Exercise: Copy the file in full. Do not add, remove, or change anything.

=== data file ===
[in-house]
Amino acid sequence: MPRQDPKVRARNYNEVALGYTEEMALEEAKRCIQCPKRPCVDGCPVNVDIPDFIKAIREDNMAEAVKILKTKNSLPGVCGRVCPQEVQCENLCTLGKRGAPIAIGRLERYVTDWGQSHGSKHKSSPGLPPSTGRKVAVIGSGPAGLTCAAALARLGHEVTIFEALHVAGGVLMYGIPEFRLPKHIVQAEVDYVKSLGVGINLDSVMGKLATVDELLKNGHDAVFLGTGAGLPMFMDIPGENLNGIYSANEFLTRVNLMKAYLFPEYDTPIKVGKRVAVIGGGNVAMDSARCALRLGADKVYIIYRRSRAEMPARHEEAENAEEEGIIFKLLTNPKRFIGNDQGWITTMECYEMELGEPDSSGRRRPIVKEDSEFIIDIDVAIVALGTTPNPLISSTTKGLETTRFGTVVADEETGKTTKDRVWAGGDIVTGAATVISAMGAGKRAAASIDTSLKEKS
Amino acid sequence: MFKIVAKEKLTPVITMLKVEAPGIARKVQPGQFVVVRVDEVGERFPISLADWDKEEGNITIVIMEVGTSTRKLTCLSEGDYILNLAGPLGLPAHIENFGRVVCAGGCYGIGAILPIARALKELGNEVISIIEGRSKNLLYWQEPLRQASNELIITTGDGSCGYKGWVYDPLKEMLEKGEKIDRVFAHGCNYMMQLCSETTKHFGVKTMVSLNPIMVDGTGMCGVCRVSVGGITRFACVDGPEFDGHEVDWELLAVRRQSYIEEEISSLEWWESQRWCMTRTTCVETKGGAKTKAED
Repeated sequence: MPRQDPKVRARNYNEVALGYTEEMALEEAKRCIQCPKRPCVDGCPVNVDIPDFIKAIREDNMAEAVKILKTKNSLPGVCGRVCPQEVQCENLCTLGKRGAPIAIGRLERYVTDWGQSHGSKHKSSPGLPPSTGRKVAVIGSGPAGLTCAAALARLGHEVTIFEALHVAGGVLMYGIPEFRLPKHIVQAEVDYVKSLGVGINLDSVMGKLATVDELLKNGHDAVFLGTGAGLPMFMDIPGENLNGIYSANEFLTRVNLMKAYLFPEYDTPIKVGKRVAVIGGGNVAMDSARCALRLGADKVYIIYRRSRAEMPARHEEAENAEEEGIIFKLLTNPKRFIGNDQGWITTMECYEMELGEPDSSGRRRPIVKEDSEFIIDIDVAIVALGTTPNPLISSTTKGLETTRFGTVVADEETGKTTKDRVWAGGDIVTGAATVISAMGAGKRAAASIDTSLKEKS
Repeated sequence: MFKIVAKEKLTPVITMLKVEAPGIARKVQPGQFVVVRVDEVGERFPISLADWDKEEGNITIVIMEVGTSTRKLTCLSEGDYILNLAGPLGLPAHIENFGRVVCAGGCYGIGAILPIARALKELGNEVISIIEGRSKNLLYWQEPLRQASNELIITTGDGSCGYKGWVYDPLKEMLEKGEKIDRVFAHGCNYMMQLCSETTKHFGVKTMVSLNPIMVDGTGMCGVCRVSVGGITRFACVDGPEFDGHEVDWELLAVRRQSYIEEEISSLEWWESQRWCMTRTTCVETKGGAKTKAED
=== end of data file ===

[in-house]
Amino acid sequence: MPRQDPKVRARNYNEVALGYTEEMALEEAKRCIQCPKRPCVDGCPVNVDIPDFIKAIREDNMAEAVKILKTKNSLPGVCGRVCPQEVQCENLCTLGKRGAPIAIGRLERYVTDWGQSHGSKHKSSPGLPPSTGRKVAVIGSGPAGLTCAAALARLGHEVTIFEALHVAGGVLMYGIPEFRLPKHIVQAEVDYVKSLGVGINLDSVMGKLATVDELLKNGHDAVFLGTGAGLPMFMDIPGENLNGIYSANEFLTRVNLMKAYLFPEYDTPIKVGKRVAVIGGGNVAMDSARCALRLGADKVYIIYRRSRAEMPARHEEAENAEEEGIIFKLLTNPKRFIGNDQGWITTMECYEMELGEPDSSGRRRPIVKEDSEFIIDIDVAIVALGTTPNPLISSTTKGLETTRFGTVVADEETGKTTKDRVWAGGDIVTGAATVISAMGAGKRAAASIDTSLKEKS
Amino acid sequence: MFKIVAKEKLTPVITMLKVEAPGIARKVQPGQFVVVRVDEVGERFPISLADWDKEEGNITIVIMEVGTSTRKLTCLSEGDYILNLAGPLGLPAHIENFGRVVCAGGCYGIGAILPIARALKELGNEVISIIEGRSKNLLYWQEPLRQASNELIITTGDGSCGYKGWVYDPLKEMLEKGEKIDRVFAHGCNYMMQLCSETTKHFGVKTMVSLNPIMVDGTGMCGVCRVSVGGITRFACVDGPEFDGHEVDWELLAVRRQSYIEEEISSLEWWESQRWCMTRTTCVETKGGAKTKAED
Repeated sequence: MPRQDPKVRARNYNEVALGYTEEMALEEAKRCIQCPKRPCVDGCPVNVDIPDFIKAIREDNMAEAVKILKTKNSLPGVCGRVCPQEVQCENLCTLGKRGAPIAIGRLERYVTDWGQSHGSKHKSSPGLPPSTGRKVAVIGSGPAGLTCAAALARLGHEVTIFEALHVAGGVLMYGIPEFRLPKHIVQAEVDYVKSLGVGINLDSVMGKLATVDELLKNGHDAVFLGTGAGLPMFMDIPGENLNGIYSANEFLTRVNLMKAYLFPEYDTPIKVGKRVAVIGGGNVAMDSARCALRLGADKVYIIYRRSRAEMPARHEEAENAEEEGIIFKLLTNPKRFIGNDQGWITTMECYEMELGEPDSSGRRRPIVKEDSEFIIDIDVAIVALGTTPNPLISSTTKGLETTRFGTVVADEETGKTTKDRVWAGGDIVTGAATVISAMGAGKRAAASIDTSLKEKS
Repeated sequence: MFKIVAKEKLTPVITMLKVEAPGIARKVQPGQFVVVRVDEVGERFPISLADWDKEEGNITIVIMEVGTSTRKLTCLSEGDYILNLAGPLGLPAHIENFGRVVCAGGCYGIGAILPIARALKELGNEVISIIEGRSKNLLYWQEPLRQASNELIITTGDGSCGYKGWVYDPLKEMLEKGEKIDRVFAHGCNYMMQLCSETTKHFGVKTMVSLNPIMVDGTGMCGVCRVSVGGITRFACVDGPEFDGHEVDWELLAVRRQSYIEEEISSLEWWESQRWCMTRTTCVETKGGAKTKAED